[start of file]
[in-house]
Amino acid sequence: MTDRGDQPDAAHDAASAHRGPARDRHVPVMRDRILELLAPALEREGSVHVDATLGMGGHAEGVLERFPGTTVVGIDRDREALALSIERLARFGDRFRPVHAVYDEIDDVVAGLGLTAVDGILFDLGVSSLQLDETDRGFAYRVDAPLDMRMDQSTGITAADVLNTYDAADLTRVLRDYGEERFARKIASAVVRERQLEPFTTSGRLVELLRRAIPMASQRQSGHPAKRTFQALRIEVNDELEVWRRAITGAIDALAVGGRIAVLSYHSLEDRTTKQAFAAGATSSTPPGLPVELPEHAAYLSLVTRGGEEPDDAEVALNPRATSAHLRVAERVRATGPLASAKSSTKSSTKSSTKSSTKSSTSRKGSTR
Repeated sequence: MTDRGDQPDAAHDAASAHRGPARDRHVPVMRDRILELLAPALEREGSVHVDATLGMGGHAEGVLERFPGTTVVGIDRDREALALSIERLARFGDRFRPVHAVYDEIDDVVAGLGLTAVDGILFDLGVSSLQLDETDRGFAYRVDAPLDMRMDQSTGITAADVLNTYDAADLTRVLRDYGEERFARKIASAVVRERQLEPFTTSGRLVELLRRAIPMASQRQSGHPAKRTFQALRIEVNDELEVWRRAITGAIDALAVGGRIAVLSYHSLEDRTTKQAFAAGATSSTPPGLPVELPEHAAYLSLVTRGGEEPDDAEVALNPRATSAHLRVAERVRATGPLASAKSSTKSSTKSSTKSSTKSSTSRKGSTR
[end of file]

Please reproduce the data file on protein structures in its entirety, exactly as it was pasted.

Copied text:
[in-house]
Amino acid sequence: MTDRGDQPDAAHDAASAHRGPARDRHVPVMRDRILELLAPALEREGSVHVDATLGMGGHAEGVLERFPGTTVVGIDRDREALALSIERLARFGDRFRPVHAVYDEIDDVVAGLGLTAVDGILFDLGVSSLQLDETDRGFAYRVDAPLDMRMDQSTGITAADVLNTYDAADLTRVLRDYGEERFARKIASAVVRERQLEPFTTSGRLVELLRRAIPMASQRQSGHPAKRTFQALRIEVNDELEVWRRAITGAIDALAVGGRIAVLSYHSLEDRTTKQAFAAGATSSTPPGLPVELPEHAAYLSLVTRGGEEPDDAEVALNPRATSAHLRVAERVRATGPLASAKSSTKSSTKSSTKSSTKSSTSRKGSTR
Repeated sequence: MTDRGDQPDAAHDAASAHRGPARDRHVPVMRDRILELLAPALEREGSVHVDATLGMGGHAEGVLERFPGTTVVGIDRDREALALSIERLARFGDRFRPVHAVYDEIDDVVAGLGLTAVDGILFDLGVSSLQLDETDRGFAYRVDAPLDMRMDQSTGITAADVLNTYDAADLTRVLRDYGEERFARKIASAVVRERQLEPFTTSGRLVELLRRAIPMASQRQSGHPAKRTFQALRIEVNDELEVWRRAITGAIDALAVGGRIAVLSYHSLEDRTTKQAFAAGATSSTPPGLPVELPEHAAYLSLVTRGGEEPDDAEVALNPRATSAHLRVAERVRATGPLASAKSSTKSSTKSSTKSSTKSSTSRKGSTR